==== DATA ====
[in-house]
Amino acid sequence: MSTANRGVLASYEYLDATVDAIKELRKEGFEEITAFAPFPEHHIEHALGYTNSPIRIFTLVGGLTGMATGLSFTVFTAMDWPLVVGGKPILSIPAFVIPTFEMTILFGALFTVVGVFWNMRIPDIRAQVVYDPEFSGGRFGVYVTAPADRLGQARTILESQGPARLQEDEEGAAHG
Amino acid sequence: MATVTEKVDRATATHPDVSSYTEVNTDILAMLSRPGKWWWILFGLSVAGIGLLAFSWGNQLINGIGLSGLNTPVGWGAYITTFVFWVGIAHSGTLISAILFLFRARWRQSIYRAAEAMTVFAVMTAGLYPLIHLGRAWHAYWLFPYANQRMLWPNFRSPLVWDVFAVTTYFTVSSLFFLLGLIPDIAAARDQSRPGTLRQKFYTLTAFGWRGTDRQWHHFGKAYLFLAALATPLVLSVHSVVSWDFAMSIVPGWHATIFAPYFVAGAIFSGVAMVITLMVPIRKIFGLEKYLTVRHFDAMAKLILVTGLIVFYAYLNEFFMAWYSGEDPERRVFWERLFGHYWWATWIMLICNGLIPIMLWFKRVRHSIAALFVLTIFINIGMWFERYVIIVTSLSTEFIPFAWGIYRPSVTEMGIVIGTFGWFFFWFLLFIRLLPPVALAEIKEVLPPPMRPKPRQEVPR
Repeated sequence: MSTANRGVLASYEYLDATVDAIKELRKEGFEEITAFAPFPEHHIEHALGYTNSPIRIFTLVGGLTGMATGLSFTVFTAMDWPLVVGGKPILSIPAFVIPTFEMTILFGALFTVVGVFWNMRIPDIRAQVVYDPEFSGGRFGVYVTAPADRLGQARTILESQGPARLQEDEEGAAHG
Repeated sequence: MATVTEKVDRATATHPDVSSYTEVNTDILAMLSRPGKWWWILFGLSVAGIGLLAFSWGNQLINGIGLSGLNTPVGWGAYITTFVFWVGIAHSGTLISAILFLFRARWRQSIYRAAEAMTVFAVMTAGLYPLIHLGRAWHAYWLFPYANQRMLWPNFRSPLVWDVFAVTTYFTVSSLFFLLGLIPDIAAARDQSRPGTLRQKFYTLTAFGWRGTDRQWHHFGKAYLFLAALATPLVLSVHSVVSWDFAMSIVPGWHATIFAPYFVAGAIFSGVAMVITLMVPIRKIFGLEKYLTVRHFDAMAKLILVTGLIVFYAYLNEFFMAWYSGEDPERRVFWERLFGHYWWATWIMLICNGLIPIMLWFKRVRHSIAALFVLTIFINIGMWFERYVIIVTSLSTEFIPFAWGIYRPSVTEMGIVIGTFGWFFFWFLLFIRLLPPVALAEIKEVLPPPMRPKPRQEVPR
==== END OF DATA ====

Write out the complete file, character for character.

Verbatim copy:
[in-house]
Amino acid sequence: MSTANRGVLASYEYLDATVDAIKELRKEGFEEITAFAPFPEHHIEHALGYTNSPIRIFTLVGGLTGMATGLSFTVFTAMDWPLVVGGKPILSIPAFVIPTFEMTILFGALFTVVGVFWNMRIPDIRAQVVYDPEFSGGRFGVYVTAPADRLGQARTILESQGPARLQEDEEGAAHG
Amino acid sequence: MATVTEKVDRATATHPDVSSYTEVNTDILAMLSRPGKWWWILFGLSVAGIGLLAFSWGNQLINGIGLSGLNTPVGWGAYITTFVFWVGIAHSGTLISAILFLFRARWRQSIYRAAEAMTVFAVMTAGLYPLIHLGRAWHAYWLFPYANQRMLWPNFRSPLVWDVFAVTTYFTVSSLFFLLGLIPDIAAARDQSRPGTLRQKFYTLTAFGWRGTDRQWHHFGKAYLFLAALATPLVLSVHSVVSWDFAMSIVPGWHATIFAPYFVAGAIFSGVAMVITLMVPIRKIFGLEKYLTVRHFDAMAKLILVTGLIVFYAYLNEFFMAWYSGEDPERRVFWERLFGHYWWATWIMLICNGLIPIMLWFKRVRHSIAALFVLTIFINIGMWFERYVIIVTSLSTEFIPFAWGIYRPSVTEMGIVIGTFGWFFFWFLLFIRLLPPVALAEIKEVLPPPMRPKPRQEVPR
Repeated sequence: MSTANRGVLASYEYLDATVDAIKELRKEGFEEITAFAPFPEHHIEHALGYTNSPIRIFTLVGGLTGMATGLSFTVFTAMDWPLVVGGKPILSIPAFVIPTFEMTILFGALFTVVGVFWNMRIPDIRAQVVYDPEFSGGRFGVYVTAPADRLGQARTILESQGPARLQEDEEGAAHG
Repeated sequence: MATVTEKVDRATATHPDVSSYTEVNTDILAMLSRPGKWWWILFGLSVAGIGLLAFSWGNQLINGIGLSGLNTPVGWGAYITTFVFWVGIAHSGTLISAILFLFRARWRQSIYRAAEAMTVFAVMTAGLYPLIHLGRAWHAYWLFPYANQRMLWPNFRSPLVWDVFAVTTYFTVSSLFFLLGLIPDIAAARDQSRPGTLRQKFYTLTAFGWRGTDRQWHHFGKAYLFLAALATPLVLSVHSVVSWDFAMSIVPGWHATIFAPYFVAGAIFSGVAMVITLMVPIRKIFGLEKYLTVRHFDAMAKLILVTGLIVFYAYLNEFFMAWYSGEDPERRVFWERLFGHYWWATWIMLICNGLIPIMLWFKRVRHSIAALFVLTIFINIGMWFERYVIIVTSLSTEFIPFAWGIYRPSVTEMGIVIGTFGWFFFWFLLFIRLLPPVALAEIKEVLPPPMRPKPRQEVPR